A few years ago, I wrote a calendar control for a Code Project article. Although I’ve used it myself several times, and despite the fact that people still appear to be using it, I can’t help but cringe every time I look at it again. Every time, the thought that comes to mind is “It could have been so much cleaner in jQuery…”.
Well, the time has come to bite the bullet and see how it can be pulled off again. Rather than going over the whole thing in one go though, we’re going to take it in steps over a number of posts to implement a feature or a group of features, so we can look each in slightly more detail. This is as much for my benefit as everyone else’s. If anyone spots anything weird, inefficient, or badong in these posts, please let me know. I like to think of this as public code review, so, you know. Bring it on.
We can rebuild him – we have the technology
The posts will be divided as follows:
- In part 1 (this post), we will deal with the display of a simple static calendar.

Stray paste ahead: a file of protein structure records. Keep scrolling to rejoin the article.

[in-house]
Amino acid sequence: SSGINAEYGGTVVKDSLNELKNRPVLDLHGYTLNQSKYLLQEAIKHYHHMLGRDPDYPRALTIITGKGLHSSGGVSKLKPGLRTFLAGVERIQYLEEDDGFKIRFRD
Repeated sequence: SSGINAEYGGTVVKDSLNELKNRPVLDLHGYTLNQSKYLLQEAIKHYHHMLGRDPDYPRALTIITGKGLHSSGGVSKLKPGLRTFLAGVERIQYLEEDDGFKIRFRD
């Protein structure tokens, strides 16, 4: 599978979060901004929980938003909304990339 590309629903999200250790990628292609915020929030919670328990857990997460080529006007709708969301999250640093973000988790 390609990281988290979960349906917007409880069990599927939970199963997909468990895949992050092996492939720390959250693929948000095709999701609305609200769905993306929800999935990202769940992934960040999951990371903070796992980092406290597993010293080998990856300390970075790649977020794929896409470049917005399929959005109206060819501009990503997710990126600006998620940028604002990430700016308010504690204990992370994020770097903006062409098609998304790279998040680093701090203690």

- In part 2, we will add the facility to pick a date, and to switch the month on display.
- In part 3, we will add some sanity checks, and the ability to display events on given days.
And with that, on to the post itself. Continue reading
Recently, I needed to write an up/down selector – you know the sort, it’s where you select a number by clicking on an up or down arrow. Since they can be useful for other things besides numbers, I gave it the plugin treatment.
Most of the information about the plugin can be found in its documentation page.
Also available is a slightly beefier styled and animated demo of the plugin.
If you’re just interested in the plugin itself, you can find it here.
This morning, I found out about a very useful jQuery function going by the unassuming name of data. This fantastic little beast creates a data store for an element, and lets you store just about anything in there.
One of the ways in which this can be used is to attach functions to an element, and using them when required. To demonstrate the usefulness of this feature, I wrote two versions of a simple validation system. In one, we use the data function to assign one or more validators to an input box [Example 1: using $(x).data()]. In the other, we iterate over the inputs and check them against validators as needed [Example 2: not using $(x).data()]. Continue reading